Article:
MATH SOLVE

3 months ago

Q:
# P(A) = 0.3, P(B) = 0.7 (a) Can you compute P(A and B) if you only know P(A) and P(B)?(b) Assuming that events A and B arise from independent random processes, i. what is P(A and B)?ii. what is P(A or B)?iii. what is P(A|B)?(c) If we are given that P(A and B) = 0.1, are the random variables giving rise to events A and B indepen-dent?(d) If we are given that P(A and B) = 0.1, what is P(A|B)?

Accepted Solution

A:

Answer:Step-by-step explanation:Given that [tex]P(A) = 0.3, P(B) = 0.7[/tex]a) this is not sufficient to calculate P(A and B) unless we know how many entries are common between themb) Assuming that events A and B arise from independent random processes,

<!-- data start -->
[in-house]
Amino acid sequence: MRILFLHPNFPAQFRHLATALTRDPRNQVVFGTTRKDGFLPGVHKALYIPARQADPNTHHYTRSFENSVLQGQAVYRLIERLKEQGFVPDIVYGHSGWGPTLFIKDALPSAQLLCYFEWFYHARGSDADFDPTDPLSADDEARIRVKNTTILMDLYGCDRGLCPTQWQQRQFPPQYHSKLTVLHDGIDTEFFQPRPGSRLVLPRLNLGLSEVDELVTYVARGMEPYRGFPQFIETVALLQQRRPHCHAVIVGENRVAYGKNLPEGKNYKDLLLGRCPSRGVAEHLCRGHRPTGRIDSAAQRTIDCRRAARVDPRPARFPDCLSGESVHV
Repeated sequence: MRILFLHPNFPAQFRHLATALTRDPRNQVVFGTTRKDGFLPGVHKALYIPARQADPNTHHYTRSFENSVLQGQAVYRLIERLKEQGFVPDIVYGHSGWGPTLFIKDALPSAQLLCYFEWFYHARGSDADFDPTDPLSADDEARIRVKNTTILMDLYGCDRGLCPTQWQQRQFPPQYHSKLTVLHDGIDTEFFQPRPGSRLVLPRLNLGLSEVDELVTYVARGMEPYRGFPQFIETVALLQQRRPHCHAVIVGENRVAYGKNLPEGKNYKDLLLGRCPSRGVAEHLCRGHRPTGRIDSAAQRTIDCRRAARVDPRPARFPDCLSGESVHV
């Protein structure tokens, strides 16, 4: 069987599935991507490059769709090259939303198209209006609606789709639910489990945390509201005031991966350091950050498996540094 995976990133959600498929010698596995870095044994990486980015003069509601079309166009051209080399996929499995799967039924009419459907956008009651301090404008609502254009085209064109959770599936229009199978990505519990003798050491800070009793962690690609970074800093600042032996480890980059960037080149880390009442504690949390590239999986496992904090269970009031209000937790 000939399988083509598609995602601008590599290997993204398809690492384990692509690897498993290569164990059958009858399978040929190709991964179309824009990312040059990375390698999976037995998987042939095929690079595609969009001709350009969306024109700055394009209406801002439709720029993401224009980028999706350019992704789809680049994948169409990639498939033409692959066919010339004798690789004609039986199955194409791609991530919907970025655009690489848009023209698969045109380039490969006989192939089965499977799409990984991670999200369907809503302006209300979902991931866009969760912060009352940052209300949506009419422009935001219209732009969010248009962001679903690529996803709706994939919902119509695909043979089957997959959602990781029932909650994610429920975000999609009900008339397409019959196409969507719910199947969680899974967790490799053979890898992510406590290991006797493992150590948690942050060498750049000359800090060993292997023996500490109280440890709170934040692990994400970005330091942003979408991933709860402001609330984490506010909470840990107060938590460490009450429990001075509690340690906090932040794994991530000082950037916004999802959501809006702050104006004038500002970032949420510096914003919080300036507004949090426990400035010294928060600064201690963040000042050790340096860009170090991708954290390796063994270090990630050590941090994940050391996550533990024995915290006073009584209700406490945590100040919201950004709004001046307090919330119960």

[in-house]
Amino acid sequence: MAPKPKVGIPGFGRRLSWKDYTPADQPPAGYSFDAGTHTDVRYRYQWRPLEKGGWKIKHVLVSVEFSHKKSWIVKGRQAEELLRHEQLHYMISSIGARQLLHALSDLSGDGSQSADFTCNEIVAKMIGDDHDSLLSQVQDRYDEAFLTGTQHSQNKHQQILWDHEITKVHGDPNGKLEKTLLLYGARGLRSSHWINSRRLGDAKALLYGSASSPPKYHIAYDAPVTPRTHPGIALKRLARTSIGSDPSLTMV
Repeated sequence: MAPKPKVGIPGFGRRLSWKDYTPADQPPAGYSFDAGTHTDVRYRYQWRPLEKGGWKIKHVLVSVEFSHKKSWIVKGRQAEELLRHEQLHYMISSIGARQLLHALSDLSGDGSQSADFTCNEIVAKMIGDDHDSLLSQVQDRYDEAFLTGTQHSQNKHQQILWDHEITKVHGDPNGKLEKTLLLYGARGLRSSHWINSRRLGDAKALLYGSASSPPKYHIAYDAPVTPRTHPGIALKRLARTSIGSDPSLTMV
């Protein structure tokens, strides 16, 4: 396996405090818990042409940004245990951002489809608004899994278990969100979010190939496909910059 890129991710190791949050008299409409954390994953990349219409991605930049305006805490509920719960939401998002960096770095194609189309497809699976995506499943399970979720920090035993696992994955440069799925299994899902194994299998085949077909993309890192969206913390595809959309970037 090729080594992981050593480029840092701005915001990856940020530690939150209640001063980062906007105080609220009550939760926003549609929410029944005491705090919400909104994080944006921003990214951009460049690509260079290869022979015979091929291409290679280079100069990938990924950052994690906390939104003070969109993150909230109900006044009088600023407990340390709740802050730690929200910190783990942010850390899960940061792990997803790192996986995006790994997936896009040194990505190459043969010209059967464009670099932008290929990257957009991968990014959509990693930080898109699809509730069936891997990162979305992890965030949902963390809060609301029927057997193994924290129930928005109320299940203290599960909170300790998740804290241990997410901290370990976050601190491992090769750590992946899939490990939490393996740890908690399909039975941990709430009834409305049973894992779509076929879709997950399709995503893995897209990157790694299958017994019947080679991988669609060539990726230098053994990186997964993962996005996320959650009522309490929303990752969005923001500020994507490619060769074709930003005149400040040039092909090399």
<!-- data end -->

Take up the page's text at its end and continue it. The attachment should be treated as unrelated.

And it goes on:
When A and B are independent joint probability would be the product of probabilitiesi. P(A and B)? = [tex]P(A)*P(B) = 0.21[/tex]ii. P(A or B)=[tex]P(A)+P(B)-P(AB)\\= 0.3+0.7-0.21\\= 0.79[/tex]iii. P(A|B) = P(A) when A and B are independent.
c. If we are given that P(A and B) = 0.1, are the random variables giving rise to events A and B independent?
No here P(AB) not equals P(A) P(B)So A and B cannot be independent.d. If we are given that P(A and B) = 0.1, P(A|B)=[tex]\frac{P(AB)}{P(B)} \\=\frac{0.1}{0.7} \\=\frac{1}{7}[/tex]